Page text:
71. In the Pacific!

Saoirse has transited the Panamá Canal and left the Atlantic Ocean behind. My first impression of the Pacific is that the water is colder, less salty and that it is a lot more tidal. The climate is also a lot less humid and I have not seen any rain this side of the canal. It’s obvious from the vegetation ashore that this part of Panamá is a lot drier than the rain forests along the Atlantic coast.

More noticeably though, there is a lot less wind here. Both next to the coast and along my intended route towards French Polynesia. My daily routine here at the anchorage includes downloading weather routings using forecasts from PredictWind. This tool suggests routes and tells you what to expect in terms of wind, waves and currents. Based on information that you provide regarding your boat and your sailing ‘style’, it also tells you how much you are likely to need to run your engine due to light winds. At present its telling me that I’ll have to motor more than half of the way. That would not only be incredibly tedious but also require more fuel than I can bring. What I’m looking for is a forecast that tells me that I can sail in a south-westerly direction for a couple of days until the wind dies, as I’m getting closer to the equator. Then I will probably have to turn on the engine and go south where I want to see westerly currents and easterly trade winds that can carry me towards Marquesas. The trick is to pass the Intertropical Convergence Zone (the ITCZ or the Doldrums) where it is at its narrowest. This is an area around the equator that is associated with no wind. At all. If you get it right, you can pass it in a couple of days. If you get it wrong, you can end up becalmed for a very long time. I’m planning to bring diesel for up to six days of motoring but sincerely hope to get away with a lot less. But ultimately, I guess you get ‘what it says on the tin’ when you cross the ‘Pacific’ Ocean.

Getting here involved going through the Panamá Canal. Something that I always dreaded. Primarily because you rely on others to get where you want to. And more importantly, when you get to go there. This sort of dependence doesn’t really go together with the mindset of a solo sailor and this is the primary reason for me electing not to stop in Galapagos on my way to French Polynesia. I have had my share of restrictions, inspections and people in uniforms. That said, the actual canal transit turned out to be a really enjoyable experience. Largely thanks to my crew. Two paid line handlers that pretty much did all the work and an advisor from the canal company that, in an incredibly polite way, told me what to do behind the wheel while telling us everything about Panamá and the canal. And, of course, my parents that flew all the way here to help me through the canal and with all sorts of boat projects. I really can’t thank them enough for all the help I got and it was really nice to show them how Saoirse has gone from the boat they were on last in the Mediterranean into a home. A home that is ready to cross the Pacific Ocean.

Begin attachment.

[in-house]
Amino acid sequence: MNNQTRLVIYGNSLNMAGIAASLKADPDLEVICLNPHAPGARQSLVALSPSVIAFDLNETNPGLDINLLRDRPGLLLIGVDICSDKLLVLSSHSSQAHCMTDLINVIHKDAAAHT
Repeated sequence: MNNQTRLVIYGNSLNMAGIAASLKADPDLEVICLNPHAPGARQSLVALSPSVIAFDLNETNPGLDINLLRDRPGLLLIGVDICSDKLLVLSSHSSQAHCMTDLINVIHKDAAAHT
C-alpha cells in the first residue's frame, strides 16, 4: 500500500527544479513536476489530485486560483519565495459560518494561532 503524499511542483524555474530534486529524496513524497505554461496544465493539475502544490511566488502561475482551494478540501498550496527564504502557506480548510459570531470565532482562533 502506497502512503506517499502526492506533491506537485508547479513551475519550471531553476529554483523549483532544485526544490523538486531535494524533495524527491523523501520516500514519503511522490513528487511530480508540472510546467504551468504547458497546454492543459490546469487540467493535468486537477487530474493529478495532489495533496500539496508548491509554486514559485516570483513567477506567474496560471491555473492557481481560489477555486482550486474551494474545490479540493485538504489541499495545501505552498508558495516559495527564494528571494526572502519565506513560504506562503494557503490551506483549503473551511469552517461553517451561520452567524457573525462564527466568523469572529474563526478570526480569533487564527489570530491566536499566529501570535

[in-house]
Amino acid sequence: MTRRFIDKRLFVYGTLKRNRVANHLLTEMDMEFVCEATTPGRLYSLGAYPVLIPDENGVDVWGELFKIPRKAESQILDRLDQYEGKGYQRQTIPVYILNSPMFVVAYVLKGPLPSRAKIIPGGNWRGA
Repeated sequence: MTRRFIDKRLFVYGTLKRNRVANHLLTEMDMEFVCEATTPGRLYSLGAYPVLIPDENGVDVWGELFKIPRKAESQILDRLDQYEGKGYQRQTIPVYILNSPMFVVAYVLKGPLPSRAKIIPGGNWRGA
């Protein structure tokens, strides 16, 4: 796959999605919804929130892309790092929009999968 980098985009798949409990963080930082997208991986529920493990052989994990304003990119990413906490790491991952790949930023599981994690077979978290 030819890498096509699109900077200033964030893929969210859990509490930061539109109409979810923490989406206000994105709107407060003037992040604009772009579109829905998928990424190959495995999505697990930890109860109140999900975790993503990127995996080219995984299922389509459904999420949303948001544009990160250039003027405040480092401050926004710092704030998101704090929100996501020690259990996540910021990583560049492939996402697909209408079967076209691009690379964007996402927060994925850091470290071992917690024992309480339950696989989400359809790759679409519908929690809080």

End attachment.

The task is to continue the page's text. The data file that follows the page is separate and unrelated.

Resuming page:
Manuel. Our incredibly polite canal advisor
Goodbye to the Atlantic. For now
Saoirse was ‘nested’with two other boats through the locks
Smaller boats are moved manually in the locks
Ships are moved with purpose built locomotives
This guy came in fast in one of the locks and almost hit us
You can see the broken wire to one of the locomotives, They only just managed to bring the ship to a halt. With locked wheels screaming as the locomotives were being dragged by the ship
These spectators could have had a real show
Welcome to the Pacific Ocean
Sailing to Las Perlas
Dad in Las Perlas. Spot the shorts. Epic!
Ships waiting to transit the canal in the opposite direction
Boat party. With the Pacific Posse

13 thoughts on “71. In the Pacific!